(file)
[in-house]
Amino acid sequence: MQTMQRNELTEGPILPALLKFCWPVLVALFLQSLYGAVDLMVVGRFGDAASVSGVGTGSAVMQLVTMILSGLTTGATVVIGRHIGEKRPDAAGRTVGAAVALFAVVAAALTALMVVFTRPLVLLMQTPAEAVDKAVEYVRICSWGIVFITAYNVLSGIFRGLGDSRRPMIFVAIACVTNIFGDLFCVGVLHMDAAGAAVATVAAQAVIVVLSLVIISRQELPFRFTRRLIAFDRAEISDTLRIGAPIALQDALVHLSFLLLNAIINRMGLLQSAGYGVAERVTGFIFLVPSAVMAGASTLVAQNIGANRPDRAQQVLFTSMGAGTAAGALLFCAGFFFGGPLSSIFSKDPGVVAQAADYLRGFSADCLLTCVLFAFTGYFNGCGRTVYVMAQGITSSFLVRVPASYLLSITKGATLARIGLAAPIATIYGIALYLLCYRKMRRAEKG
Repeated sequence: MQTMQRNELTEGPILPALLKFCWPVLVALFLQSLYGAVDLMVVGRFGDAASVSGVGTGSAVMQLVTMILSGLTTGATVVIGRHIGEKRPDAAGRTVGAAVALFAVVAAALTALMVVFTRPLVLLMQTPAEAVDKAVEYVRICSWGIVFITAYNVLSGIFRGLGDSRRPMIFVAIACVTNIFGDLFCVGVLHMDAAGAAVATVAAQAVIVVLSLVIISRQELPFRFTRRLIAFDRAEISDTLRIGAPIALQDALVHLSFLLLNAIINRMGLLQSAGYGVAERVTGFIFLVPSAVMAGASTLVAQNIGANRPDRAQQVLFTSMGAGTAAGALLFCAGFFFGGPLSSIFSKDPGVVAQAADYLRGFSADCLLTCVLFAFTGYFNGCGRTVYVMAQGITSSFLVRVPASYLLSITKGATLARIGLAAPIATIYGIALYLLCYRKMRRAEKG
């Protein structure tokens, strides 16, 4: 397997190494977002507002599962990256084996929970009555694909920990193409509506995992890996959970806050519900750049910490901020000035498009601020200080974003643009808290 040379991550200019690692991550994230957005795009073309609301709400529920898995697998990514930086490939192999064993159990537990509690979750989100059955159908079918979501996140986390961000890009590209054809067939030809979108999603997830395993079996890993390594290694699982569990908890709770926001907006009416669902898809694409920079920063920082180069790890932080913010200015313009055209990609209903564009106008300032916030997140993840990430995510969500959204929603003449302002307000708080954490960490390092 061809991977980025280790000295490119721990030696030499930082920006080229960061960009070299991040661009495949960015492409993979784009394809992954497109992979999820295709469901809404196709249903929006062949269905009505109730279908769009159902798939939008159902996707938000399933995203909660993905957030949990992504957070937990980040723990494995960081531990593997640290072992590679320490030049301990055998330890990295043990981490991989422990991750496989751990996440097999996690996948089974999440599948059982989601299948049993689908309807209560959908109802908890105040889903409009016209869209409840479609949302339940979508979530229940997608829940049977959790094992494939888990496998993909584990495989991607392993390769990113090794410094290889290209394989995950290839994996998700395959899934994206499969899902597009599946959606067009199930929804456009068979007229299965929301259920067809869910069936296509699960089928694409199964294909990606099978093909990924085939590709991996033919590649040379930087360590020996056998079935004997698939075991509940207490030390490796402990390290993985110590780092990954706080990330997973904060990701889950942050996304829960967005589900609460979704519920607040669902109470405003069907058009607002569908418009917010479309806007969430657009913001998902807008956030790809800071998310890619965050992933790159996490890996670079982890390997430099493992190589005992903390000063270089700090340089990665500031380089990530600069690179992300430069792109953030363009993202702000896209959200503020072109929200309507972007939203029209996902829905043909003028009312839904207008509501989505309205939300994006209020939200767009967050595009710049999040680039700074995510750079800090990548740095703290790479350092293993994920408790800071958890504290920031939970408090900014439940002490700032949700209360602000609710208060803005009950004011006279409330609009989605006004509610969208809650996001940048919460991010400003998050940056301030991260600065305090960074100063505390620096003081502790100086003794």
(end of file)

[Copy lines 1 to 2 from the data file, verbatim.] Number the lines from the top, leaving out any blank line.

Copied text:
[in-house]
Amino acid sequence: MQTMQRNELTEGPILPALLKFCWPVLVALFLQSLYGAVDLMVVGRFGDAASVSGVGTGSAVMQLVTMILSGLTTGATVVIGRHIGEKRPDAAGRTVGAAVALFAVVAAALTALMVVFTRPLVLLMQTPAEAVDKAVEYVRICSWGIVFITAYNVLSGIFRGLGDSRRPMIFVAIACVTNIFGDLFCVGVLHMDAAGAAVATVAAQAVIVVLSLVIISRQELPFRFTRRLIAFDRAEISDTLRIGAPIALQDALVHLSFLLLNAIINRMGLLQSAGYGVAERVTGFIFLVPSAVMAGASTLVAQNIGANRPDRAQQVLFTSMGAGTAAGALLFCAGFFFGGPLSSIFSKDPGVVAQAADYLRGFSADCLLTCVLFAFTGYFNGCGRTVYVMAQGITSSFLVRVPASYLLSITKGATLARIGLAAPIATIYGIALYLLCYRKMRRAEKG